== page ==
WRC Factory Investigation


Factory: PT L&B

Key Buyers: Gap, Justice

Last Updated: 2021

Case Summary

The apparel industry’s chronically low wages left most garment workers with no savings on the eve of the Covid-19 crisis. Since most governments in apparel exporting countries provide little or no unemployment benefits, the only thing standing between an out-of-work garment worker and immediate poverty for her family are the legally mandated severance benefits that most garment workers are due upon termination.

Research by the Worker Rights Consortium (WRC) reveals that many garment workers who were fired during the pandemic have been denied some or all of this essential compensation, in violation of the law and the labor rights obligations of the brands and retailers whose clothes they sewed.

PT L&B is one of the 31 export garment factories identified in the WRC’s report, Fired, Then Robbed: Fashion brands’ complicity in wage theft during Covid-19, which still owed workers legally mandated terminal compensation as of April 2021.

In April 2020, PT L&B dismissed 100 workers. As of April 2021, these workers were still waiting for $79,000 in legally owed compensation.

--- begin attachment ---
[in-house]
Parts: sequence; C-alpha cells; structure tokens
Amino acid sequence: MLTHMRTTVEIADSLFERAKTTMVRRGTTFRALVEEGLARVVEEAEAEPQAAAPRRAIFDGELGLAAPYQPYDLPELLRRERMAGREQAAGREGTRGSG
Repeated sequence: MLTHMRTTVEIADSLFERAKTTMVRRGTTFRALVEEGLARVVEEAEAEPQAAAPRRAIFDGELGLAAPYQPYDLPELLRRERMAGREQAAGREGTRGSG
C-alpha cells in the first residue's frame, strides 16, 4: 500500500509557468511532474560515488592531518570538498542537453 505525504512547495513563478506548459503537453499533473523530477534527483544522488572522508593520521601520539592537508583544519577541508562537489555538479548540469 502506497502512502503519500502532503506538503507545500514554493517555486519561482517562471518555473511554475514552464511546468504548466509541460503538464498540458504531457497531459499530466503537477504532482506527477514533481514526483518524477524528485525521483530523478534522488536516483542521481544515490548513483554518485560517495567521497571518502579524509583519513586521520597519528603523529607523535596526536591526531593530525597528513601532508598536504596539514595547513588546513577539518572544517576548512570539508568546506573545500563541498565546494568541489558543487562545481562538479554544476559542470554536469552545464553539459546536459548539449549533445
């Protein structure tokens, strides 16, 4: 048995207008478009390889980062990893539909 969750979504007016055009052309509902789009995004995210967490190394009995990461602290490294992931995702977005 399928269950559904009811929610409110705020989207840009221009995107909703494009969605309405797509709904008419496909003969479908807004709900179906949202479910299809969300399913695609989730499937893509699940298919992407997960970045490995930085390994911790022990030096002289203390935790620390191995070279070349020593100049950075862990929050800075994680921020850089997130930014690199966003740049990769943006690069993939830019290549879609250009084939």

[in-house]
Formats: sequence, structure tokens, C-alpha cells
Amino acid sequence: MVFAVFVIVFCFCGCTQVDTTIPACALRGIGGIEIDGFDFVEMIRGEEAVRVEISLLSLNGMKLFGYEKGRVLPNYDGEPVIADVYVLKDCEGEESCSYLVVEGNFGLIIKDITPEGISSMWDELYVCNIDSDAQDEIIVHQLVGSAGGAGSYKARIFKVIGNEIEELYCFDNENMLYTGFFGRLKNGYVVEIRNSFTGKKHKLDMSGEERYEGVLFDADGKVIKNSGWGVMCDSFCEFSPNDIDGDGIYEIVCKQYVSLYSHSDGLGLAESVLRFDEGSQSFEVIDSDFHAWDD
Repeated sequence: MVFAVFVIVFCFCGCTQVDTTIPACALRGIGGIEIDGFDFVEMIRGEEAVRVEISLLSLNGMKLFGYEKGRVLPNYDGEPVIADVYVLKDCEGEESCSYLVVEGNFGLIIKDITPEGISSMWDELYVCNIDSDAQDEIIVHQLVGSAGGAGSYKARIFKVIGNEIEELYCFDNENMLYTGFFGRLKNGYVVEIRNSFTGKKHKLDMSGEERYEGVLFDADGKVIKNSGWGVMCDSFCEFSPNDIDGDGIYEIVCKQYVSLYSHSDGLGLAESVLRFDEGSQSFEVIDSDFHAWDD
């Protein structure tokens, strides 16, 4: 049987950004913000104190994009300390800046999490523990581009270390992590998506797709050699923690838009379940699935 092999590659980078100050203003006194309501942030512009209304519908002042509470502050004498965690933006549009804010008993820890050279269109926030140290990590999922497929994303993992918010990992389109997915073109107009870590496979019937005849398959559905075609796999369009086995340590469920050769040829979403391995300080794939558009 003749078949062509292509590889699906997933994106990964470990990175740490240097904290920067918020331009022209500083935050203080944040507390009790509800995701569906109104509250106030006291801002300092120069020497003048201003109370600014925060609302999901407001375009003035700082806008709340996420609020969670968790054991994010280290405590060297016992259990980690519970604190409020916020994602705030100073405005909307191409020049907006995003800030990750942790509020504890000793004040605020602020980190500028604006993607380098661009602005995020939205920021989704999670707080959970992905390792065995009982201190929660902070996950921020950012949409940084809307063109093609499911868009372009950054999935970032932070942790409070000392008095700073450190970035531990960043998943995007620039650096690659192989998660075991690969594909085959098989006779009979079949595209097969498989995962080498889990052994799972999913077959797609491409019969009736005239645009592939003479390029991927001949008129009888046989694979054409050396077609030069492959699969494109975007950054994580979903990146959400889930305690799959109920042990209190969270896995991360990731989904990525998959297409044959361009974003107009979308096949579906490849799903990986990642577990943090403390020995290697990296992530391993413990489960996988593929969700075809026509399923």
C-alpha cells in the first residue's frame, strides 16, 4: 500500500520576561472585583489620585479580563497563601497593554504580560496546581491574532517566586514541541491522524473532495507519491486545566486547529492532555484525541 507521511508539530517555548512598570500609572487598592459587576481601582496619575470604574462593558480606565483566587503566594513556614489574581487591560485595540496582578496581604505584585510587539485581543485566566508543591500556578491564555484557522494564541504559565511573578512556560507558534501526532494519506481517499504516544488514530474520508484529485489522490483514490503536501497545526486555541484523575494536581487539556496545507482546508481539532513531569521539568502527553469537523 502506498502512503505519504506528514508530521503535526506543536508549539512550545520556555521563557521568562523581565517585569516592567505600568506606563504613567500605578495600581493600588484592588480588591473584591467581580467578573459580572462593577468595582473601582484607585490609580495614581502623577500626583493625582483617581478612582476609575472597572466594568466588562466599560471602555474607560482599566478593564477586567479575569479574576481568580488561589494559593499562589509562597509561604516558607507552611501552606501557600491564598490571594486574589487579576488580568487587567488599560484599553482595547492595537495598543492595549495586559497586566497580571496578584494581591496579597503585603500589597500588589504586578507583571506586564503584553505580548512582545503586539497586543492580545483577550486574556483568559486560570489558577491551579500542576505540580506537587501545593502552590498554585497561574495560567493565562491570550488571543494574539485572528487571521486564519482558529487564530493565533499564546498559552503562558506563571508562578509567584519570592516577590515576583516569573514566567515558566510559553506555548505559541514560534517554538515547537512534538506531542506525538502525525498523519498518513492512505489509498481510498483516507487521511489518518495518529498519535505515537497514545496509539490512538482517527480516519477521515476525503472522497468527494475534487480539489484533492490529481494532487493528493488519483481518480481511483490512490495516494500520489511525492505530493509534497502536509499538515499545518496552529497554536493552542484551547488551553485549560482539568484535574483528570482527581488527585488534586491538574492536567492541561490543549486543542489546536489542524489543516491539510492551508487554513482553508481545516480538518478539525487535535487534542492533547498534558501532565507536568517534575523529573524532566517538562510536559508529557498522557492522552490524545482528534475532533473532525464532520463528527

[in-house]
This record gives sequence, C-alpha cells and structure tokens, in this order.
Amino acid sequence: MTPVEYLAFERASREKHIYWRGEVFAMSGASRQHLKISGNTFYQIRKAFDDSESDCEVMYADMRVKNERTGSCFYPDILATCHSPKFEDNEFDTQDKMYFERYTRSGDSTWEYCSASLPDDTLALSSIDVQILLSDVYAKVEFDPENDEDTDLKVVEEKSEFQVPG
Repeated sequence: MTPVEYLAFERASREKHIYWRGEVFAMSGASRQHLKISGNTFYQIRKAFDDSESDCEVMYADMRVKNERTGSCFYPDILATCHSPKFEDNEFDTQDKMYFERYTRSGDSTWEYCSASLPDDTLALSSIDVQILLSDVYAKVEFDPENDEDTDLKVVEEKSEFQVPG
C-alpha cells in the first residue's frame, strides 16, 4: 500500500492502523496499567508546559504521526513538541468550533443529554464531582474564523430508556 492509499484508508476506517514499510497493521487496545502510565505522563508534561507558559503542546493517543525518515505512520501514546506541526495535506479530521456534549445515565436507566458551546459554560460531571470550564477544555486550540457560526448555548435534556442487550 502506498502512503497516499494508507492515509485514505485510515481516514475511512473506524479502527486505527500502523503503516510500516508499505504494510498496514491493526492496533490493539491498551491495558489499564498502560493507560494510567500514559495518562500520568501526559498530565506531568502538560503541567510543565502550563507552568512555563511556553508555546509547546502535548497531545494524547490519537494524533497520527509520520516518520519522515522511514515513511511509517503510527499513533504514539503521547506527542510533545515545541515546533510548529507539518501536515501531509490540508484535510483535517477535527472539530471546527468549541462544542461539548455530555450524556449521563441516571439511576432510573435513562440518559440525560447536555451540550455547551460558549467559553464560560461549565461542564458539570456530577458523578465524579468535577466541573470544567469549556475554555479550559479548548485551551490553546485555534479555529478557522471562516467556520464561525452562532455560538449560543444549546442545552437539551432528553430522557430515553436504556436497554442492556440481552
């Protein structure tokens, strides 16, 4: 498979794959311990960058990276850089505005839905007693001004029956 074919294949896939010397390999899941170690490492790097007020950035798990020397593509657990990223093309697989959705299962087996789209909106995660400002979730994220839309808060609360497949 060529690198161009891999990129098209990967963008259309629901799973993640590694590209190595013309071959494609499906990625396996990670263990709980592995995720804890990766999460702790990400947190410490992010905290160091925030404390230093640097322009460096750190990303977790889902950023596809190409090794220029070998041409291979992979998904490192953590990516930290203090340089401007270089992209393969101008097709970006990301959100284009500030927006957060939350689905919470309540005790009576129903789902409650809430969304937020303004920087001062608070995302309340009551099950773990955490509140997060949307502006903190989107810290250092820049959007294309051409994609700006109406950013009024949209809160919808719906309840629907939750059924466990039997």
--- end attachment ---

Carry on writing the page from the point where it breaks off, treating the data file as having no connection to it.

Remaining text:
PT L&B, located at Kp. Sundawenang Rt30/Rw12, Desa Sundawenang Kec., Parungkuda, Sukabumi Jawa Barat, Indonesia, is owned by Seoul-based Lee and Co., Ltd., which has over 5,000 employees across its production mills in Vietnam, Indonesia, the Philippines, and Guatemala. Lee and Co. lists, among its clients, Express, Kohl’s, Lands’ End, Macy’s, and Madewell. PT L&B workers report producing for Gap Inc. (Gap and Old Navy labels) and Justice (acquired by Bluestar Alliance from Ascena in November 2020). Gap told the WRC in a January 2021 letter that it had verified, based on document review, that 123 workers who resigned in April 2020 (108 of whom were at the end of their contracts) were paid in accordance with local law. Evidence demonstrates, however, that the workers had been employed illegally on multiple short-term contracts and therefore, per applicable law, are owed the same severance payments as if they had been properly classified as regular employees.

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